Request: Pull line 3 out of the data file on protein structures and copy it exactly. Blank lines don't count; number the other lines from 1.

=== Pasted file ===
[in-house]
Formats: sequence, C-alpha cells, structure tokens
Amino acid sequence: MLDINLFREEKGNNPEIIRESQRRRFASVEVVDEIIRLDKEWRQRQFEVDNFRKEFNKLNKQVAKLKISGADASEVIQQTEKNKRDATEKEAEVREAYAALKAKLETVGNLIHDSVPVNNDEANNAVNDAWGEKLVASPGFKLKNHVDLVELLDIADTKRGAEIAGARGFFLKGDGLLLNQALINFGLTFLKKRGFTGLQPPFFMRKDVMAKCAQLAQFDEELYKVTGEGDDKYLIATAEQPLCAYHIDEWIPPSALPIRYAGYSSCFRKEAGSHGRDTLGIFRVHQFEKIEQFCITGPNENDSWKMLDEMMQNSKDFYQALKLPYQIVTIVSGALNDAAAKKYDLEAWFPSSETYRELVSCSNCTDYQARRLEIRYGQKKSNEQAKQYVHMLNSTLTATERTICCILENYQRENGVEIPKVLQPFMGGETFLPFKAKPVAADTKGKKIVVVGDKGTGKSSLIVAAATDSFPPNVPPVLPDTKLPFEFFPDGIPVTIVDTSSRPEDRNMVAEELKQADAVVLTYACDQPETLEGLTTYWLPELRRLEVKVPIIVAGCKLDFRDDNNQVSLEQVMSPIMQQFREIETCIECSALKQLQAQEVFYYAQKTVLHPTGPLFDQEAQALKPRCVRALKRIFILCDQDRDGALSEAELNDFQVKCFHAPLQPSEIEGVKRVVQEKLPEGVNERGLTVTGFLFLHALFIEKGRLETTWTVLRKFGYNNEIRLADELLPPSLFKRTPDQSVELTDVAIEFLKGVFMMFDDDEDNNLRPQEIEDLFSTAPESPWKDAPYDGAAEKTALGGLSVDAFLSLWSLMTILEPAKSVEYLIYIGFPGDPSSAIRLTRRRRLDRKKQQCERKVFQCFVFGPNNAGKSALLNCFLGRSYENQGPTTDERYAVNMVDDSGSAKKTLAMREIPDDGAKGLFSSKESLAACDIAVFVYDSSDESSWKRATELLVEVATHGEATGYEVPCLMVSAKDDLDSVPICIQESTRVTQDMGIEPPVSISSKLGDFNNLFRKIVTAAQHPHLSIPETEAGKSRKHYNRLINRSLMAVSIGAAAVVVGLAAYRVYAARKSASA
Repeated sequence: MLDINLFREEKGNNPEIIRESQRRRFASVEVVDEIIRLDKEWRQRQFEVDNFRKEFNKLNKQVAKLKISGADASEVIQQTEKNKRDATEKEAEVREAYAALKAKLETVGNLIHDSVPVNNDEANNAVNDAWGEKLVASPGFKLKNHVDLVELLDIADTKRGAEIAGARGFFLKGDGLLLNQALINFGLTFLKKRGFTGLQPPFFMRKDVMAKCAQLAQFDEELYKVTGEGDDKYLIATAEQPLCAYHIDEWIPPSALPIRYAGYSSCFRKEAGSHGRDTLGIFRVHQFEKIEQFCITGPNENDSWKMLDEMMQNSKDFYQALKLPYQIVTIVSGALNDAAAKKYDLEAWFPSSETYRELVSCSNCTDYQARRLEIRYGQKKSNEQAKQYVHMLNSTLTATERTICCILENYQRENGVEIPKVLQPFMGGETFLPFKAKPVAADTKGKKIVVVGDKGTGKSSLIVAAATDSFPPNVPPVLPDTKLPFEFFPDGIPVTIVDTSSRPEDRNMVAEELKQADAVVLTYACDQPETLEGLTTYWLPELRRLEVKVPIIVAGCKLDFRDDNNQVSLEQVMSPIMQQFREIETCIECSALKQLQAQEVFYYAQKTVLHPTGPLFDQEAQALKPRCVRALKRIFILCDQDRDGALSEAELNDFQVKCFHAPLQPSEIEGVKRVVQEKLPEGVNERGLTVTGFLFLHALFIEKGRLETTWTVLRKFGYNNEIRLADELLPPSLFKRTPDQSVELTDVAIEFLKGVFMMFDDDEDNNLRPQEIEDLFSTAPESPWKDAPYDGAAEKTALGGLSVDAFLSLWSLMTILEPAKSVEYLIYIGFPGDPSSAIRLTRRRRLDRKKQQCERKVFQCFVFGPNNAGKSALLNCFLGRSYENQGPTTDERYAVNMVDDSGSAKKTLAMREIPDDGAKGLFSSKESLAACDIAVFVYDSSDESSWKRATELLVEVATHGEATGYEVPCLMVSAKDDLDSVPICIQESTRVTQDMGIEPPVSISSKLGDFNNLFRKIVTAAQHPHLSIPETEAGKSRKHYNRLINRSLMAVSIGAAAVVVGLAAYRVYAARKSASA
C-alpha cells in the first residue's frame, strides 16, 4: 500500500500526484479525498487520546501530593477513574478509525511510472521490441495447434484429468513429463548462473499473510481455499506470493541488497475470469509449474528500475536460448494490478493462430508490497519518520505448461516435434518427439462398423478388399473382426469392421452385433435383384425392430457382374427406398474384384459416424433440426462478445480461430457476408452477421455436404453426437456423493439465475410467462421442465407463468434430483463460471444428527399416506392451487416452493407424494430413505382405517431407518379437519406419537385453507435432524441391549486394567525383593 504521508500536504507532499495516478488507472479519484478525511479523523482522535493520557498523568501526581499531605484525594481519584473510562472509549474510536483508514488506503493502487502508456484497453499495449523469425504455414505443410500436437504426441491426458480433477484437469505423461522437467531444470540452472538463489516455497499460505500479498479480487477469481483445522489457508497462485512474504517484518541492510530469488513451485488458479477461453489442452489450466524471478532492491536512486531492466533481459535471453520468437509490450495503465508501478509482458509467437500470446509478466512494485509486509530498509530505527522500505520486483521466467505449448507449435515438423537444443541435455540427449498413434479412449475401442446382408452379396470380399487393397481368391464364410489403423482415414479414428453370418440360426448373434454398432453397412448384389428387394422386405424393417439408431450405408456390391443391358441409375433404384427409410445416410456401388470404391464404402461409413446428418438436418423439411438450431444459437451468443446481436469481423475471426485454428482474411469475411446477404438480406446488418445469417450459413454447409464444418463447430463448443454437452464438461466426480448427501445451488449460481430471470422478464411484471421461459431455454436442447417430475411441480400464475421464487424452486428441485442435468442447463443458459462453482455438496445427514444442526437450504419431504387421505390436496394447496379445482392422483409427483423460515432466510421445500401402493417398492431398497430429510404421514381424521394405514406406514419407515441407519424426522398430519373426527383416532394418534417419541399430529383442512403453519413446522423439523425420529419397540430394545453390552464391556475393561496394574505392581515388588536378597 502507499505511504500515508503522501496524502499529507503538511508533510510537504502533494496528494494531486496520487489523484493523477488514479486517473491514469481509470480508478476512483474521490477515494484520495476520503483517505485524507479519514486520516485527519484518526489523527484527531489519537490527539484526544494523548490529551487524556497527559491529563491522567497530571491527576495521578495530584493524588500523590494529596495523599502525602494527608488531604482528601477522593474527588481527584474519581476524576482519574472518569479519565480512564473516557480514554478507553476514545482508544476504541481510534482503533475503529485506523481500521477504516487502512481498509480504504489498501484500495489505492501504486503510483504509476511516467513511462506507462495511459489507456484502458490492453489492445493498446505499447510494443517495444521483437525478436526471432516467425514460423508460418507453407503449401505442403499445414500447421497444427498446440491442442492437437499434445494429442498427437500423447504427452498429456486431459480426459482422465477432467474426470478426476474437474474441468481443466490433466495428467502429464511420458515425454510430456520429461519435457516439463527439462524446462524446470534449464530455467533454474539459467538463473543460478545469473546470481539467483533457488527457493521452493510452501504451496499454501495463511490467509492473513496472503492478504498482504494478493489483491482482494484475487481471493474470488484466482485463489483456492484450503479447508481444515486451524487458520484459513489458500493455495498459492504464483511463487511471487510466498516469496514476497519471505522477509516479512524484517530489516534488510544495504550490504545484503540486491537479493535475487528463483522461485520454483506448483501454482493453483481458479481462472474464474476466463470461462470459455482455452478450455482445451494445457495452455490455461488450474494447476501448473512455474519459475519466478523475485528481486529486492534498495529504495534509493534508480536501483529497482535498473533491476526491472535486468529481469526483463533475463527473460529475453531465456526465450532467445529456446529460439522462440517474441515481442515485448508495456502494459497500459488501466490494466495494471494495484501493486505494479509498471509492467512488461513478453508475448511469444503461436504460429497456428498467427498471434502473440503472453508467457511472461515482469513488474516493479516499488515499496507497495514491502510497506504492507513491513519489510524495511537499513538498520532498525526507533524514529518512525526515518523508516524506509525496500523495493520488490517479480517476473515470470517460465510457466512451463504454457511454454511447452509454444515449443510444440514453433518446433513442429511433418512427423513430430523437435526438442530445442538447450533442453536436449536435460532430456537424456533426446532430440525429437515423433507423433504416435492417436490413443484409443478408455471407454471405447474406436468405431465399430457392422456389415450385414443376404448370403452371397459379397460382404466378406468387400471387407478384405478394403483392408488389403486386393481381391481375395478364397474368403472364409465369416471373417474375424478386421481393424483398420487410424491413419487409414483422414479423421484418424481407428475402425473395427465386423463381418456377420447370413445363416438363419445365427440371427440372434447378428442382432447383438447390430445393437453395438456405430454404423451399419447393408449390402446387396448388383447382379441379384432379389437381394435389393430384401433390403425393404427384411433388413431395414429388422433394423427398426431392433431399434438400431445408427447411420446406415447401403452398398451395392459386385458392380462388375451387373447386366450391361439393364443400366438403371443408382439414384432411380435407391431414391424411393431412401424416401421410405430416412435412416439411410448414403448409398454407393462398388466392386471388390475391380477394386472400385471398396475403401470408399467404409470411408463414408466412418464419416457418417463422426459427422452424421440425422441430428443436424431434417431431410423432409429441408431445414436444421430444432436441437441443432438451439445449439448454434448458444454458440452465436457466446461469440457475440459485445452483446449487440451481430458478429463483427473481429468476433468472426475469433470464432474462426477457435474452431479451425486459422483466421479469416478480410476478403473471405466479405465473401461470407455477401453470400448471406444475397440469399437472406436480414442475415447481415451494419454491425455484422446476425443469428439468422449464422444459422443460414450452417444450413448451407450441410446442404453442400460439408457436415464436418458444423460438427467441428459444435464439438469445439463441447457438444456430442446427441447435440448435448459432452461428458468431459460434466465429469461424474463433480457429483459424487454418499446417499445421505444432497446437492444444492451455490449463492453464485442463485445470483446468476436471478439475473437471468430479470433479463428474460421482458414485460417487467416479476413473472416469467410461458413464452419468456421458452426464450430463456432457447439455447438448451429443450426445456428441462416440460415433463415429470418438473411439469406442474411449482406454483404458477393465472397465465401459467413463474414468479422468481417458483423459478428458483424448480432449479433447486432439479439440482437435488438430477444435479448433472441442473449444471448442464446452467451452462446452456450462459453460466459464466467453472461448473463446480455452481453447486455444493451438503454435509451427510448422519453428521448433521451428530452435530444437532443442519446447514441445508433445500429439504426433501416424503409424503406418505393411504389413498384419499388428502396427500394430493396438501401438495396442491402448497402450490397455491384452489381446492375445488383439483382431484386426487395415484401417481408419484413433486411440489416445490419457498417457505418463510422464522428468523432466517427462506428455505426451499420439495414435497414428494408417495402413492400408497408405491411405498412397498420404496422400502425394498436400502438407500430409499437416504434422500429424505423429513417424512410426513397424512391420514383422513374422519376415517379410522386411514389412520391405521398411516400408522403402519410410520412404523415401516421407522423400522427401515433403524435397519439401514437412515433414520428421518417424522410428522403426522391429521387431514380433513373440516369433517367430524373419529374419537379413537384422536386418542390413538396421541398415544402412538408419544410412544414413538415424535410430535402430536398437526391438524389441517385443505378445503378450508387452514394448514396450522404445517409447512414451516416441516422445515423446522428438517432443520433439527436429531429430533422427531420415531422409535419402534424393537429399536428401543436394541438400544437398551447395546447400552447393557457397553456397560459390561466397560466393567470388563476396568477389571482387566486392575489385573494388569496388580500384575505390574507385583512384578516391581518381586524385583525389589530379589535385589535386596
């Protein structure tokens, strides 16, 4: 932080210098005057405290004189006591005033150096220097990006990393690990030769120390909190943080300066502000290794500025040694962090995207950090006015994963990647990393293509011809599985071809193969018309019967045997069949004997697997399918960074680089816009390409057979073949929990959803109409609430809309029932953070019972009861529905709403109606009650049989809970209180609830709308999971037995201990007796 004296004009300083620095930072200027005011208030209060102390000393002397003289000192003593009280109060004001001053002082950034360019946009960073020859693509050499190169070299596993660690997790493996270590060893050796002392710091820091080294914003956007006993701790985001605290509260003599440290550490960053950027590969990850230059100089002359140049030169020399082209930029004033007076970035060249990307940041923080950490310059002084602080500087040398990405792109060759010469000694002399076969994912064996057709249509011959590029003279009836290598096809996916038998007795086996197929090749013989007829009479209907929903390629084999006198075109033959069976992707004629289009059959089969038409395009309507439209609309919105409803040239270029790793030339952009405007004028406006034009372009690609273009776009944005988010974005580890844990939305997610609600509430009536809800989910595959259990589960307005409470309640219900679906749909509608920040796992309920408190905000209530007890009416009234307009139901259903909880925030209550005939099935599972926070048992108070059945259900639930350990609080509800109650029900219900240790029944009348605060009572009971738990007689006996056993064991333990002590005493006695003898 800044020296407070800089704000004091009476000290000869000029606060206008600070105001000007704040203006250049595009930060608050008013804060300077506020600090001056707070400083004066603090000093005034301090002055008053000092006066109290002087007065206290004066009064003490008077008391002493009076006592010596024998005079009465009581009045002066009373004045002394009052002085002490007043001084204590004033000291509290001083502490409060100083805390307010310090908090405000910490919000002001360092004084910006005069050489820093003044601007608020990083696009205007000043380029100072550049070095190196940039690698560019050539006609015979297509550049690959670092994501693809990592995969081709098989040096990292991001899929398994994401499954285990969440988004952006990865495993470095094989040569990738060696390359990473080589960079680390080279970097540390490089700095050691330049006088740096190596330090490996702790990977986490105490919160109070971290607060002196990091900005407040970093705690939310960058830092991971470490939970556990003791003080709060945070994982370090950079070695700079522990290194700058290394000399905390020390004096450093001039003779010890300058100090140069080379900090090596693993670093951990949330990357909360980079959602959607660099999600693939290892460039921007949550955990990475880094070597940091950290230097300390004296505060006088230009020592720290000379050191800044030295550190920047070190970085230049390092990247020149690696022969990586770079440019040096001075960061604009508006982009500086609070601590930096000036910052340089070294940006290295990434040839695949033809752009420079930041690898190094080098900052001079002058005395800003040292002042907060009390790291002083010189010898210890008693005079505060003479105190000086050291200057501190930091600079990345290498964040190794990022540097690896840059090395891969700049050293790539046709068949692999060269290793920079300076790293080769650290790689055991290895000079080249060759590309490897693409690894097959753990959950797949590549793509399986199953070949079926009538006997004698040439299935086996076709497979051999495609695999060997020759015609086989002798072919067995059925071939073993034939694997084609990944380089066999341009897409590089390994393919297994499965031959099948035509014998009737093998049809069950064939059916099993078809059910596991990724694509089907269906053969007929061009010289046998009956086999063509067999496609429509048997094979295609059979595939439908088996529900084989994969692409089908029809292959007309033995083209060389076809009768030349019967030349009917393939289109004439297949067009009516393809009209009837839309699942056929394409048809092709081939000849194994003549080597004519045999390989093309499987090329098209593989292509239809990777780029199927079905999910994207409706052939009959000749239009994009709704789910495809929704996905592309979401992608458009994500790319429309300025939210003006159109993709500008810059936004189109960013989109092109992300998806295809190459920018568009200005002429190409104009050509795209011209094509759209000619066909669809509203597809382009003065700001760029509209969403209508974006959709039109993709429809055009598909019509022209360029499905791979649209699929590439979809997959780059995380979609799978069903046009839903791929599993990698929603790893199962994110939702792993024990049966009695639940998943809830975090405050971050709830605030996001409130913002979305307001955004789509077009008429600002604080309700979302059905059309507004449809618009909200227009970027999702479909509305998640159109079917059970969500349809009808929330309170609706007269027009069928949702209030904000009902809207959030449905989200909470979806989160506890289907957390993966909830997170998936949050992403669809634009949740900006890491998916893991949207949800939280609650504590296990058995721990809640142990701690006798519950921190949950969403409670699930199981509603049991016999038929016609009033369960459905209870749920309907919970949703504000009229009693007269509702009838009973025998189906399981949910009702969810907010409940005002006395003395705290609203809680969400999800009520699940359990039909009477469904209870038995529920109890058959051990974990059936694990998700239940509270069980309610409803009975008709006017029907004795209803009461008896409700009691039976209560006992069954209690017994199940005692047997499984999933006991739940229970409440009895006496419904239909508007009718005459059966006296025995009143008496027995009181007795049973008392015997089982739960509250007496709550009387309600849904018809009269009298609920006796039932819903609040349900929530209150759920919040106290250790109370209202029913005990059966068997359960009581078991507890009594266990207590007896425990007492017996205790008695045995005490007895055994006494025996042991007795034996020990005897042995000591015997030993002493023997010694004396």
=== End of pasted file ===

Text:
Amino acid sequence: MLDINLFREEKGNNPEIIRESQRRRFASVEVVDEIIRLDKEWRQRQFEVDNFRKEFNKLNKQVAKLKISGADASEVIQQTEKNKRDATEKEAEVREAYAALKAKLETVGNLIHDSVPVNNDEANNAVNDAWGEKLVASPGFKLKNHVDLVELLDIADTKRGAEIAGARGFFLKGDGLLLNQALINFGLTFLKKRGFTGLQPPFFMRKDVMAKCAQLAQFDEELYKVTGEGDDKYLIATAEQPLCAYHIDEWIPPSALPIRYAGYSSCFRKEAGSHGRDTLGIFRVHQFEKIEQFCITGPNENDSWKMLDEMMQNSKDFYQALKLPYQIVTIVSGALNDAAAKKYDLEAWFPSSETYRELVSCSNCTDYQARRLEIRYGQKKSNEQAKQYVHMLNSTLTATERTICCILENYQRENGVEIPKVLQPFMGGETFLPFKAKPVAADTKGKKIVVVGDKGTGKSSLIVAAATDSFPPNVPPVLPDTKLPFEFFPDGIPVTIVDTSSRPEDRNMVAEELKQADAVVLTYACDQPETLEGLTTYWLPELRRLEVKVPIIVAGCKLDFRDDNNQVSLEQVMSPIMQQFREIETCIECSALKQLQAQEVFYYAQKTVLHPTGPLFDQEAQALKPRCVRALKRIFILCDQDRDGALSEAELNDFQVKCFHAPLQPSEIEGVKRVVQEKLPEGVNERGLTVTGFLFLHALFIEKGRLETTWTVLRKFGYNNEIRLADELLPPSLFKRTPDQSVELTDVAIEFLKGVFMMFDDDEDNNLRPQEIEDLFSTAPESPWKDAPYDGAAEKTALGGLSVDAFLSLWSLMTILEPAKSVEYLIYIGFPGDPSSAIRLTRRRRLDRKKQQCERKVFQCFVFGPNNAGKSALLNCFLGRSYENQGPTTDERYAVNMVDDSGSAKKTLAMREIPDDGAKGLFSSKESLAACDIAVFVYDSSDESSWKRATELLVEVATHGEATGYEVPCLMVSAKDDLDSVPICIQESTRVTQDMGIEPPVSISSKLGDFNNLFRKIVTAAQHPHLSIPETEAGKSRKHYNRLINRSLMAVSIGAAAVVVGLAAYRVYAARKSASA